TSMC chief slams government plan

By Tsering Namgyal  /  STAFF REPORTER

Tue, Feb 13, 2001 - Page 17

Taiwan's top technologist yesterday revealed what he considers to be "fallacies" surrounding the government's knowledge-based economy plan.

In a keynote speech delivered yesterday at the Presidential Office, Morris Chang (張忠謀), the chairman of Taiwan Semiconductor Manufacturing Co (TSMC, 台積電) said the government's latest initiative -- the development of the knowledge-based economy -- was deluding the public into believing that the recent economic boom in the US was driven by a "knowledge-based economy."

The chairman of the world's largest made-to-order semiconductor company also questioned whether the main focus of a knowledge-based economy is actually "knowledge."

Council of Economic Planning and Development (CEPD 經建會) Chairman Chen Po-chi (陳博志) -- an architect of Taiwan's knowledge-based economy plan -- received approval in January for NT$30 billion in government funding over the next five years to implement 57 projects to develop a knowledge-based economy in Taiwan.

The government's plan is divided in to six parts: setting up a job-creating mechanism to help establish new enterprises; expanding Internet infrastructure; expanding applications for information technology and Web sites; revising the educational system; building a service-oriented government; and taking steps to prevent Taiwan from losing its technological edge.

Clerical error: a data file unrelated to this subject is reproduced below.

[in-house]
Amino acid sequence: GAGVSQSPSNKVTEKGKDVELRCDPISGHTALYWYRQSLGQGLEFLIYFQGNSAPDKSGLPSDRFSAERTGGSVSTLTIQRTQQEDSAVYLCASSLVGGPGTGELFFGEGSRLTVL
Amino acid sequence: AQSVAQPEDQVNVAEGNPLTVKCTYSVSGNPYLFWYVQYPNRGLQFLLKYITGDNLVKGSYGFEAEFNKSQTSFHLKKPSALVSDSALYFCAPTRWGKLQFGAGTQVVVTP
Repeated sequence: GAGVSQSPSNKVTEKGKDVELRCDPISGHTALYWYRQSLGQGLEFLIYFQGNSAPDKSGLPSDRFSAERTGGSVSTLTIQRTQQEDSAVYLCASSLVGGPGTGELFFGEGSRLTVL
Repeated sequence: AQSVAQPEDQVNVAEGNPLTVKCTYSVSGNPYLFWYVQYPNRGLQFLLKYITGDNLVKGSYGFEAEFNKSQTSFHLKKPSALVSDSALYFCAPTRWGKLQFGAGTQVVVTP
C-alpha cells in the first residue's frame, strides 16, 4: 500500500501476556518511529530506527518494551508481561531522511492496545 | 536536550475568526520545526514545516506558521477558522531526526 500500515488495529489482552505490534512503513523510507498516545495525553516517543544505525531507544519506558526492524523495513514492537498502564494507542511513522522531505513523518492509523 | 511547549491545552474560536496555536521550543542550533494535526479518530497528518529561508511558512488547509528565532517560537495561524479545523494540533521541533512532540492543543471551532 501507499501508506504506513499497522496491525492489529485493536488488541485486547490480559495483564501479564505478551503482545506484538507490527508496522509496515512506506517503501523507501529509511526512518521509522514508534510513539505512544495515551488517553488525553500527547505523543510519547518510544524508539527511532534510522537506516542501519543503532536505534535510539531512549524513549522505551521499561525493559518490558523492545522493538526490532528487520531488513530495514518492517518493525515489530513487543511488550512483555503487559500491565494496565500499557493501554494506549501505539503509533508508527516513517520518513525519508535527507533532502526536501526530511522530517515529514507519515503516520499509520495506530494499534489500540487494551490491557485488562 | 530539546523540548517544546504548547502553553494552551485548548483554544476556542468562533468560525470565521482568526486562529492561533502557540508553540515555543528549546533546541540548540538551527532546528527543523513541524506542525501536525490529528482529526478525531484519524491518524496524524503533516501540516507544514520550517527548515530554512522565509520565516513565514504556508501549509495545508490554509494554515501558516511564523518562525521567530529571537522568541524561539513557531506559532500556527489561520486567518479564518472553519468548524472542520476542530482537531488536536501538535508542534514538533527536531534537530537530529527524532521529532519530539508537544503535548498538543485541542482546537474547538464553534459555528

Despite the soundness of the government's plan, Chen immediately embraced Morris Chang's views yesterday, saying that Chang's eight-point examination of the nation's knowledge-based economy "is unwittingly the same as his own ideas."

Chang said that another myth is that the knowledge-based economy is high-tech centered, with little relation to other industrial sectors. The high-tech sector will not necessary lead to a concomitant all-out growth in GNP, he said.

Chang also questioned whether a knowledge-based economy could be developed independently of a host of factors, including labor issues, and legaland ethical aspects.

He also questioned, in what seemed to be a source of discomfort to the Cabinet, whether Taiwan has any choice but to attempt to implement a knowledge-based economy.

The government has rationalized its plan by citing the high-tech led boom that has propelled the US on its longest period of economic expansion. Chen said that incomes would not necessarily rise across-the-board in a knowledge-based economy.

Hu Chung-ying (胡中英), the CEPD's chief economist said that the slowdown in the US economy does not mean the end of the knowledge-based economy.

"There has been a long economic expansion in the US," Hu said. "The slowdown is a normal cyclical downturn and has little correlation to the knowledge-based-economy principle."